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Original article
Peripheral blood RNA gene expression in children with pneumococcal meningitis: a prospective case–control study
  1. Benard W Kulohoma1,
  2. Fiona Marriage2,
  3. Olga Vasieva3,
  4. Limangeni Mankhambo4,
  5. Kha Nguyen5,
  6. Malcolm E Molyneux4,
  7. Elizabeth M Molyneux6,
  8. Philip J R Day2,
  9. Enitan D Carrol4,5,6
  1. 1 Centre for Biotechnology and Bioinformatics, University of Nairobi, Nairobi, Kenya
  2. 2 Centre for Integrated Genomic Research, University of Manchester, Manchester, UK
  3. 3 Institute of Integrative Biology, University of Liverpool, Liverpool, UK
  4. 4 Malawi-Liverpool-Wellcome Trust Clinical Research Programme, College of Medicine, Blantyre, Malawi
  5. 5 Institute of Infection and Global Health, University of Liverpool, Liverpool, UK
  6. 6 Department of Paediatrics, University of Malawi, College of Medicine, Blantyre, Malawi
  1. Correspondence to Professor Enitan D Carrol; edcarrol{at}liverpool.ac.uk

Abstract

Introduction Invasive pneumococcal disease (IPD), caused by Streptococcus pneumoniae, is a leading cause of pneumonia, meningitis and septicaemia worldwide, with increased morbidity and mortality in HIV-infected children.

Objectives We aimed to compare peripheral blood expression profiles between HIV-infected and uninfected children with pneumococcal meningitis and controls, and between survivors and non-survivors, in order to provide insight into the host inflammatory response leading to poorer outcomes.

Design and setting Prospective case–control observational study in a tertiary hospital in Malawi

Participants Children aged 2 months to 16 years with pneumococcal meningitis or pneumonia.

Methods We used the human genome HGU133A Affymetrix array to explore differences in gene expression between cases with pneumococcal meningitis (n=12) and controls, and between HIV-infected and uninfected cases, and validated gene expression profiles for 34 genes using real-time quantitative PCR (RT-qPCR) in an independent set of cases with IPD (n=229) and controls (n=13). Pathway analysis was used to explore genes differentially expressed.

Results Irrespective of underlying HIV infection, cases showed significant upregulation compared with controls of the following: S100 calcium-binding protein A12 (S100A12); vanin-1 (VNN1); arginase, liver (ARG1); matrix metallopeptidase 9 (MMP9); annexin A3 (ANXA3); interleukin 1 receptor, type II (IL1R2); CD177 molecule (CD177); endocytic adaptor protein (NUMB) and S100 calcium-binding protein A9 (S100A9), cytoskeleton-associated protein 4 (CKAP4); and glycogenin 1 (GYG1). RT-qPCR confirmed differential expression in keeping with microarray results. There was no differential gene expression in HIV-infected compared with HIV-uninfected cases, but there was significant upregulation of folate receptor 3 (FOLR3), S100A12 in survivors compared with non-survivors.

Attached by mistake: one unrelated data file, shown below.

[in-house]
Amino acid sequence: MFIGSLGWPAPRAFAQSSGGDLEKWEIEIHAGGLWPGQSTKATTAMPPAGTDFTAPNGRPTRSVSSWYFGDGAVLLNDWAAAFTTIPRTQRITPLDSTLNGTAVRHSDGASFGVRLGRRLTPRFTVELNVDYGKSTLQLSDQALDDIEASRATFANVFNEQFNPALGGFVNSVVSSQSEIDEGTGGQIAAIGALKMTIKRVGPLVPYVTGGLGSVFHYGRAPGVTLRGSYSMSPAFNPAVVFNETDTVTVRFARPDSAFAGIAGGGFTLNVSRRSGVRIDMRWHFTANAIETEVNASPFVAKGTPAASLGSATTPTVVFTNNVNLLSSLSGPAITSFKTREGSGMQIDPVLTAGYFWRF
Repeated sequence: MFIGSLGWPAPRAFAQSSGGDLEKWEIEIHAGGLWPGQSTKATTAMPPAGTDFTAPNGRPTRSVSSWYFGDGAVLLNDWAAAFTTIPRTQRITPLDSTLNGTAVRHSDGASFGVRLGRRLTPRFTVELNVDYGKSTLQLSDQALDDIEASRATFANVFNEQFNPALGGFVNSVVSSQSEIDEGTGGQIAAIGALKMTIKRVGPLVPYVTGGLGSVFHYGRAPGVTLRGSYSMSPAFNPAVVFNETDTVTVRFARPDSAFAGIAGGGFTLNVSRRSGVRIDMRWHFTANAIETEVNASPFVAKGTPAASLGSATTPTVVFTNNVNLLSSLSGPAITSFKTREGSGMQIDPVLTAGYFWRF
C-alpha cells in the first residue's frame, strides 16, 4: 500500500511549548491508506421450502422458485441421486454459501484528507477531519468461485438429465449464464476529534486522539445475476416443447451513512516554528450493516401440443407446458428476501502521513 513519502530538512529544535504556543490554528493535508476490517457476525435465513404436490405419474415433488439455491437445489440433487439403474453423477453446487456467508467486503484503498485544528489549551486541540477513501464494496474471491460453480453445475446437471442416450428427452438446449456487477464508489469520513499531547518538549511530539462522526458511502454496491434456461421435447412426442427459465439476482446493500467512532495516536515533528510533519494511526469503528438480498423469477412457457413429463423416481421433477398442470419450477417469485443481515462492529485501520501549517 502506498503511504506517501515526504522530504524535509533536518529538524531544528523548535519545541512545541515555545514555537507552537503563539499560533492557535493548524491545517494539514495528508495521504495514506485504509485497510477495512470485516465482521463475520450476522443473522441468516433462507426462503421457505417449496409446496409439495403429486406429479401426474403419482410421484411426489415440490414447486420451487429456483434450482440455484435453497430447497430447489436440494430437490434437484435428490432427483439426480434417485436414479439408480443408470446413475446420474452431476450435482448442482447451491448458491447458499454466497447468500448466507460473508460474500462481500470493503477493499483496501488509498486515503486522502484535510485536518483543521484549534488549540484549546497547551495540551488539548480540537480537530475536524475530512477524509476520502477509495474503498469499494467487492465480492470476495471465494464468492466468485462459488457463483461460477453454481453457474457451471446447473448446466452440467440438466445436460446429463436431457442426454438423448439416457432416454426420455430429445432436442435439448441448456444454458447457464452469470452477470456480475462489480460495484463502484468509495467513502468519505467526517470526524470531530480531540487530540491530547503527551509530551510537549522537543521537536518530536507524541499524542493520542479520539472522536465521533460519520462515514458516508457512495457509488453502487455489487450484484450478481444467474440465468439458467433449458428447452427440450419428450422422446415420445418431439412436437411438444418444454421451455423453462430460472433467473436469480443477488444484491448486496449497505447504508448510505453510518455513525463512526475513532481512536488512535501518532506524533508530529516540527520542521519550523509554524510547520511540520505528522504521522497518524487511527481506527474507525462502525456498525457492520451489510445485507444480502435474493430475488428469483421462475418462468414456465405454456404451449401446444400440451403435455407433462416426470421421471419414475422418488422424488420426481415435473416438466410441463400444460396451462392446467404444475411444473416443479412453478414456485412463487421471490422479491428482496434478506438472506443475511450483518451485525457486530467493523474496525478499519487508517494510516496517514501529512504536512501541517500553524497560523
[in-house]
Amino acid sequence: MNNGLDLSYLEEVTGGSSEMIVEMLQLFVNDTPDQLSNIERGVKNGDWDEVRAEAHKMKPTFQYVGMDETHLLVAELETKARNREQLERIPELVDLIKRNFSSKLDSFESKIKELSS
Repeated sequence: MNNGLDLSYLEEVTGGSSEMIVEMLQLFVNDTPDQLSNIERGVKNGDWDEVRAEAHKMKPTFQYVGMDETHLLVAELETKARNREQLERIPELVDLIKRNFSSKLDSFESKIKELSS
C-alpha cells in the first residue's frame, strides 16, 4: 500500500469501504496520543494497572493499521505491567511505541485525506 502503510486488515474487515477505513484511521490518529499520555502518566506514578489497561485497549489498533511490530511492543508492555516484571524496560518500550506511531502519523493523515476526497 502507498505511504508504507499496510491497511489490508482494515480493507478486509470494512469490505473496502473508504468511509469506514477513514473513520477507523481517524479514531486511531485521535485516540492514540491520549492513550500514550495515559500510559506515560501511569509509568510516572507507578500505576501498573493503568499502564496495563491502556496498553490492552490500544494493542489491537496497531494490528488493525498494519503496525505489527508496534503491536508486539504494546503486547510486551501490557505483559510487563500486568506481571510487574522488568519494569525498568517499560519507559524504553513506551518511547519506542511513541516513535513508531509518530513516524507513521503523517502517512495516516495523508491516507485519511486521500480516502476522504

Conclusion Children with IPD demonstrated increased expression in genes regulating immune activation, oxidative stress, leucocyte adhesion and migration, arginine metabolism, and glucocorticoid receptor signalling.

  • differential expression
  • children
  • invasive pneumococcal disease
  • host response
  • pneumococcal meningitis

This is an Open Access article distributed in accordance with the terms of the Creative Commons Attribution (CC BY 4.0) license, which permits others to distribute, remix, adapt and build upon this work, for commercial use, provided the original work is properly cited. See: http://creativecommons.org/licenses/by/4.0/

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Footnotes

  • Contributors FM, PJRD and EDC conceived and designed the study. LM and EDC collected the clinical samples. FM performed experiments. BWK, FM, OV, KN, PJRD and EDC performed the analysis. BWK, FM, PJRD and EDC wrote the first draft of the manuscript. BWK, FM, LM, KN, OV, MEM, EMM, PJRD and EDC contributed to writing the manuscript.

  • Funding EDC was supported by a Wellcome Trust Career Development Grant (068026). BWK was supported by a Wellcome Trust Major Overseas programme award (084679/Z/08/Z).

  • Disclaimer The funding bodies had no role in collection, analysis or interpretation of data or in writing the manuscript.

  • Competing interests None declared.

  • Patient consent Obtained.

  • Ethics approval College of Medicine Research Committee (COMREC), Malawi.

  • Provenance and peer review Not commissioned; externally peer reviewed.

  • Data sharing statement Transcription data are openly available.

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